Airport Aims Suit at Delta
The Moore County Airport Authority is suing Delta Air Lines over a $700,000 bill.
The 2007 contract between the two stipulates that the airline is entitled to compensation if revenues from seasonal flights don't reach guaranteed levels. But the Airport Authority's lawsuit contends that the airline did not live up to the terms of the service agreement.
"They fell short of the mark," said Tom Van Camp, an attorney for the airport.
The complaint, filed Wednesday in Moore County Superior Court, alleges that "Delta failed to provide quality service and operation under the 'Scheduled Serv-ice' and failed to provide the Airport Authority with the scheduled service during the 2007 period."
The complaint details scheduling errors, cancellations, flight delays, baggage that "was consistently lost," difficulty making reservations through Delta's reservation telephone number and via the company's Web site, and failed marketing efforts.
It contends that the above factors, and "other delays, problems and errors on the part of Delta, inconvenienced and alienated passengers, thus creating bad publicity, imposed serious TSA (Transportation Security Agency) scheduling implications, and created significant extra staffing costs to the Airport Authority."
Representatives from Delta declined comment.
Van Camp said it was unfortunate that the authority thought it necessary to bring the declaratory judgment action. He said he hoped both sides could reach "an amicable solution." If not, he said, he is "prepared to proceed with action."
Delta discontinued its seasonal service to Moore County in November. At the time, a spokesperson for the airline cited low customer demand and insufficient facilities as reasons. In December, the airline submitted a bill to the Airport Board for $700,000. The original contract stipulated that the Airport Authority would reimburse Delta if the airline lost money while providing service to Southern Pines.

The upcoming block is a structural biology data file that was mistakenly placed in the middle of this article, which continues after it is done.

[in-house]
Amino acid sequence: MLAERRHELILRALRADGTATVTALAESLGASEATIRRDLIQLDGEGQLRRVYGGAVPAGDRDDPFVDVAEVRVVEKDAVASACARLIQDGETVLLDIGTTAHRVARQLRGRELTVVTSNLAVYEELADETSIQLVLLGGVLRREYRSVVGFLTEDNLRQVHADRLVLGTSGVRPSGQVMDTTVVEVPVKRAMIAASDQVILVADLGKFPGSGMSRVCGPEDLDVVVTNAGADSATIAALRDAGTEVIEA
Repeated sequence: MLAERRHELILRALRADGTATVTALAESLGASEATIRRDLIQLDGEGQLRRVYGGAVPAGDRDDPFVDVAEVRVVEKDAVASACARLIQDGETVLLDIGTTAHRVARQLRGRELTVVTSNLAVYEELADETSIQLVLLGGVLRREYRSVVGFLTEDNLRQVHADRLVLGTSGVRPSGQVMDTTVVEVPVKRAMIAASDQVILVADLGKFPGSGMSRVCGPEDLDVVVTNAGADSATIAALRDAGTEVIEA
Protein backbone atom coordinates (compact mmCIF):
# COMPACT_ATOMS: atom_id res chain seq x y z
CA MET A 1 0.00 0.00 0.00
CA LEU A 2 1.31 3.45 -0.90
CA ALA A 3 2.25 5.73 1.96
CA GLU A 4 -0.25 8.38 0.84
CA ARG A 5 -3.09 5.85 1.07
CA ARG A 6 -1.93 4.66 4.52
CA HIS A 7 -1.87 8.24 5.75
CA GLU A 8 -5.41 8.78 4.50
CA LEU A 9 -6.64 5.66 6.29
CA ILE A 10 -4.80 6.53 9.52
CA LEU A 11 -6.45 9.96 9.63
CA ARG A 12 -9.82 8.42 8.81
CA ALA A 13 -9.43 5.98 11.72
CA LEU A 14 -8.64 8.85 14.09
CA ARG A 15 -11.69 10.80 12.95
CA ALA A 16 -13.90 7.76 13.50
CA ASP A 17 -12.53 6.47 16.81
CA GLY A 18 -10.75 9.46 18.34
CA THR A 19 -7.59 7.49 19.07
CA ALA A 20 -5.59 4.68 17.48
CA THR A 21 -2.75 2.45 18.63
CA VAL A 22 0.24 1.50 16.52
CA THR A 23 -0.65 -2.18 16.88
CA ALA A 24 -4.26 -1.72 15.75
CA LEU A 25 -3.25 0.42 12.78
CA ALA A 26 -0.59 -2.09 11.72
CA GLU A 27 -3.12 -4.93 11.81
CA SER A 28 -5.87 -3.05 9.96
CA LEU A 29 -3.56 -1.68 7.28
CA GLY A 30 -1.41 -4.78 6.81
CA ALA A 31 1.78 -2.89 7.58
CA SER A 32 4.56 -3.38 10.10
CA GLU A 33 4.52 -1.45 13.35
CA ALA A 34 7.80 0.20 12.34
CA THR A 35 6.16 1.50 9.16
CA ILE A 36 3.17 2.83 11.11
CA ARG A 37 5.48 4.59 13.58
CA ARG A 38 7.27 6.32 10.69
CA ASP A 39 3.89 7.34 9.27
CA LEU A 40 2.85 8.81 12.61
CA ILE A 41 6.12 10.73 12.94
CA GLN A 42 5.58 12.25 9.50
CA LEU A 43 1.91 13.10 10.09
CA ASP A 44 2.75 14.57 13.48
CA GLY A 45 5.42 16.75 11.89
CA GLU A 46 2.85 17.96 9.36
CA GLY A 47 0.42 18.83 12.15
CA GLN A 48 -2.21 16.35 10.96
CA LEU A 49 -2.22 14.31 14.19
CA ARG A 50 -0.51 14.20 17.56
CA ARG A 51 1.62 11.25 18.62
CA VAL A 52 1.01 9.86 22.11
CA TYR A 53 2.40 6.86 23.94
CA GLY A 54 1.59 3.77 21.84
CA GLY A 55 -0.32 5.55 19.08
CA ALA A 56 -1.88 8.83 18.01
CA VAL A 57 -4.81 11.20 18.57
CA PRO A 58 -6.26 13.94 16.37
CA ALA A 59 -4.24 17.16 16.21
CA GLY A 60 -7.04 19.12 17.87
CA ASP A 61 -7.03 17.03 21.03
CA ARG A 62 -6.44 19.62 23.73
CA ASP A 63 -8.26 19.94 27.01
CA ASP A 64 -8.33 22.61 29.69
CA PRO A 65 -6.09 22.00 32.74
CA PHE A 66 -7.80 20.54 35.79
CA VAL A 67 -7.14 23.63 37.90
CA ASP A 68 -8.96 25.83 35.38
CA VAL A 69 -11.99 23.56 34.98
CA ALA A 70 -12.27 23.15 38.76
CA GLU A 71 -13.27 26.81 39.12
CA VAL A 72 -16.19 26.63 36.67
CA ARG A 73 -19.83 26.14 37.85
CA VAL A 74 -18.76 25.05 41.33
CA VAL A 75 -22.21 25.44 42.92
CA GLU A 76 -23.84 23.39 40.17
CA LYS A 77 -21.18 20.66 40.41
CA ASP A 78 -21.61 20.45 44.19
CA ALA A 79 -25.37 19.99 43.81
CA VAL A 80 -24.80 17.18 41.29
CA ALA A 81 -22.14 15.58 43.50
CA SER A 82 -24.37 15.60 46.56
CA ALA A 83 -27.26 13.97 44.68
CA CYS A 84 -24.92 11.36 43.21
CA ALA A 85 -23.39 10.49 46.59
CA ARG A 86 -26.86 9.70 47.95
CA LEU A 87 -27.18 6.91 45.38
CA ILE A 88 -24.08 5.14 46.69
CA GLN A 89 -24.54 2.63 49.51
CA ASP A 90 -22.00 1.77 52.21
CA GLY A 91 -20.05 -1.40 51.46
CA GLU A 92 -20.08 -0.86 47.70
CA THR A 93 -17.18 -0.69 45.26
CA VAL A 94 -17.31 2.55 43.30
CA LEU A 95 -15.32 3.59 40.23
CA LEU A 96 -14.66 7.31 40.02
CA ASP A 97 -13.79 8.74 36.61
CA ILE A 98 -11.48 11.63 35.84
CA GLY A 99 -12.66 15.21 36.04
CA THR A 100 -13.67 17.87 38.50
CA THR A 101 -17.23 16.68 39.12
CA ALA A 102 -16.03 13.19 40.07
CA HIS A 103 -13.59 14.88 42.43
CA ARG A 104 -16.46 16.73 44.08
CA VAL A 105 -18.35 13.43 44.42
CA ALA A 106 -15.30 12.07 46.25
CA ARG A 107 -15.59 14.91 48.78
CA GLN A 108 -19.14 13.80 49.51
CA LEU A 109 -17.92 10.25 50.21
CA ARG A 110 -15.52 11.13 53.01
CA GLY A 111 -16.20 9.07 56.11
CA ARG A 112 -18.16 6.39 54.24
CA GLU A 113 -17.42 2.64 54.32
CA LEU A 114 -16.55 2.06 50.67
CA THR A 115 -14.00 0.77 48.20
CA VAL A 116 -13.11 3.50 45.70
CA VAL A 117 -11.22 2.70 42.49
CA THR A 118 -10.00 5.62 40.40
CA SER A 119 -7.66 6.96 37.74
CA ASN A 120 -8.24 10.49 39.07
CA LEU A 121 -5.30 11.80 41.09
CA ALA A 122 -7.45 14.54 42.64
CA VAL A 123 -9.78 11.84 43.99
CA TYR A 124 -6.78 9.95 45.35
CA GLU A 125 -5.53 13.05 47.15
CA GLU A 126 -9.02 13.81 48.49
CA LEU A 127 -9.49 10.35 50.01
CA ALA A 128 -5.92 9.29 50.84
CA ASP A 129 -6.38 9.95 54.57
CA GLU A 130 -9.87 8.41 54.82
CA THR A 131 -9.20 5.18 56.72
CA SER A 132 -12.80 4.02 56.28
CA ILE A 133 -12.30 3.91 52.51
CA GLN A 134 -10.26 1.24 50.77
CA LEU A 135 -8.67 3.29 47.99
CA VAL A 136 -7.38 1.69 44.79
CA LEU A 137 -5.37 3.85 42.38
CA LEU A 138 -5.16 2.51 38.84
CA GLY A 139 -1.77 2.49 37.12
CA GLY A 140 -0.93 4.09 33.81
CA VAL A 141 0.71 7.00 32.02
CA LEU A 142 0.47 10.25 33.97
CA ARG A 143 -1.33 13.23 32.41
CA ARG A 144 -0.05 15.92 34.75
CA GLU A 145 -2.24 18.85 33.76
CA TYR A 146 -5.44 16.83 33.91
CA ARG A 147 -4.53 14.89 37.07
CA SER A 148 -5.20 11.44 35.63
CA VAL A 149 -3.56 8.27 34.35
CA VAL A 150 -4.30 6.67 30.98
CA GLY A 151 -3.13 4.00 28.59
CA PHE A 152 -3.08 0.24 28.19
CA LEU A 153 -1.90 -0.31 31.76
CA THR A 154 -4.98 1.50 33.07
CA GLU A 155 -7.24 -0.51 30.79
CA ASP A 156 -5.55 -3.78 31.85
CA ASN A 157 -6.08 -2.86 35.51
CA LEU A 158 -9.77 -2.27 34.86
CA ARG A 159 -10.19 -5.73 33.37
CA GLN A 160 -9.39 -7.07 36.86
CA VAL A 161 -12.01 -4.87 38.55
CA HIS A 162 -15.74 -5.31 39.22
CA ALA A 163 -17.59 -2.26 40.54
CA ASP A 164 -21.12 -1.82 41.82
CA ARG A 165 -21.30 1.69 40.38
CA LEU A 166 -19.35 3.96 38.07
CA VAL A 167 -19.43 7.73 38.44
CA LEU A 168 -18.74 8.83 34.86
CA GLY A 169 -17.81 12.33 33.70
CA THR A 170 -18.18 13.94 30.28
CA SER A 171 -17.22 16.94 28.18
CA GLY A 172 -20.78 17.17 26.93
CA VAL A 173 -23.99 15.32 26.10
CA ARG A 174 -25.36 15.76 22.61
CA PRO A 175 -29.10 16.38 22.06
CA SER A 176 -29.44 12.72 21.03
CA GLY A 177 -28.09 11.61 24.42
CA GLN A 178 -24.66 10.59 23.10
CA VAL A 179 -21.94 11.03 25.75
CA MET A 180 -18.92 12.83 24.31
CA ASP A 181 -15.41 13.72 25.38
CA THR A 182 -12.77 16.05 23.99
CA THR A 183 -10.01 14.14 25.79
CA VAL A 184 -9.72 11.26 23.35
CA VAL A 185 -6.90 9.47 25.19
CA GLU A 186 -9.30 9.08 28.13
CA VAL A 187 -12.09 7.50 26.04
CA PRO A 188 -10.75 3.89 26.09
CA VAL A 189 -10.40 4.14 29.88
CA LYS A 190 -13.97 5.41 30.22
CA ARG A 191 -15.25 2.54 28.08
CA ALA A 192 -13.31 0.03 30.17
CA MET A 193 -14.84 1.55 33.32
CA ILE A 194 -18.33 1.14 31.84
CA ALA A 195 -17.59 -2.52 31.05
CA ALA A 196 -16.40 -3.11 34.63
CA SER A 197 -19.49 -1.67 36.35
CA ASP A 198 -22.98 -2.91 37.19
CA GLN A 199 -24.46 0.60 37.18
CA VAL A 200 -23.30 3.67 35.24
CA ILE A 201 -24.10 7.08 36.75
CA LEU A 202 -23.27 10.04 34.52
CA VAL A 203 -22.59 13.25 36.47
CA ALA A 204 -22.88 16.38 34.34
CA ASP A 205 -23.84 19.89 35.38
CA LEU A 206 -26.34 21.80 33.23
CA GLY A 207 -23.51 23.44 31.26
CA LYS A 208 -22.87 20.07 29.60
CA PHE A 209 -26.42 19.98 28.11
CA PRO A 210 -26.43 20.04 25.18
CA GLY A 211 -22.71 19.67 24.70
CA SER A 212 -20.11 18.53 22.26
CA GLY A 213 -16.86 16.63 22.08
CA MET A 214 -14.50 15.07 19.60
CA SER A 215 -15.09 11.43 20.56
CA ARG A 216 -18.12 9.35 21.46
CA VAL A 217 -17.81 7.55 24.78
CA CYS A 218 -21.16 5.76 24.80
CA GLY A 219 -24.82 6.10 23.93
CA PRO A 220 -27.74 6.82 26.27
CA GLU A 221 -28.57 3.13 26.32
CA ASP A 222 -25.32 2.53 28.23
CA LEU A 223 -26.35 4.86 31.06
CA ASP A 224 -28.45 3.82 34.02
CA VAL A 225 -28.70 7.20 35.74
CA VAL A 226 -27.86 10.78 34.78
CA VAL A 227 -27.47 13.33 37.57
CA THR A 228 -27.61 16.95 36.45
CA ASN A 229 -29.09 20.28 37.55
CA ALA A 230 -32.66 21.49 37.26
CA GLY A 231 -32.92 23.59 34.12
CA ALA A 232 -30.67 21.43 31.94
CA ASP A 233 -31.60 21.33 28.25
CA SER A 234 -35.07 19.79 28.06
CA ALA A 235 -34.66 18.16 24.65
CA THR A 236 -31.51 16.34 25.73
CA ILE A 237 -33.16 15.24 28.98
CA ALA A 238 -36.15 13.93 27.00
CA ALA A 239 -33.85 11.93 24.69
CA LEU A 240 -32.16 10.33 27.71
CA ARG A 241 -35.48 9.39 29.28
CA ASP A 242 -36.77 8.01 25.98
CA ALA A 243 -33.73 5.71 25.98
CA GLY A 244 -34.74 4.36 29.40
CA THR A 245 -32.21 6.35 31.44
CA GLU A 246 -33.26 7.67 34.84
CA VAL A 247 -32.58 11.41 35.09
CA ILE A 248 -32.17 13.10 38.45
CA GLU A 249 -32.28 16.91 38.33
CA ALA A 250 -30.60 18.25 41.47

The lawsuit alleges that "Delta intentionally failed to comply with the Scheduled Service because it is known that, notwithstanding its breach, Delta intended to force the Airport Authority to pay the revenues guaranteed."
For the past two years, Delta offered a daily round-trip flight between Atlanta and Moore County on a trial basis. The final flight came and went on Nov. 12.
Moore County Airport Manager Gary Barnum has said in previous interviews that the flight schedule and destination (to Atlanta) did not meet the travel needs of Moore Countians.
Thursday, Barnum declined to comment on the issue, referring all questions to Van Camp.
In 2006, Delta offered a morning flight from June to November. In 2007, it moved the flight to the afternoon when the service resumed for its second season in March.
In a previous story, Barnum said Delta had 86 delays and eight cancellations, ranging from 30 minutes to more than an hour, in nine months of service that began in spring of 2007. In that interview, Barnum said those delays "inconvenienced the customers" and cost Delta $16,069 to shuttle people to Raleigh to catch other flights and $2,620 more for lost baggage.
During the first year of the service, many travelers complained that the morning flight required inbound passengers to catch a red-eye connection into Atlanta or to spend the night there to make the flight back to Moore County.
Others complained of high ticket costs.
Barnum previously rebutted that claim, saying fares from Moore County were competitive with fares from other nearby cities like Fayetteville and Raleigh.
For the two years combined, 7,242 passengers flew on the Delta flights in and out of Moore County.
Before the agreement with Delta, Moore County had lacked commercial passenger airline service from April 2002, when Charlotte-based US Airways Express terminated service because of a sluggish economy in the wake of the 9/11 terrorist attacks.
Contact Tom Embrey at 693-2473 or by e-mail at tembrey@ thepilot.com.
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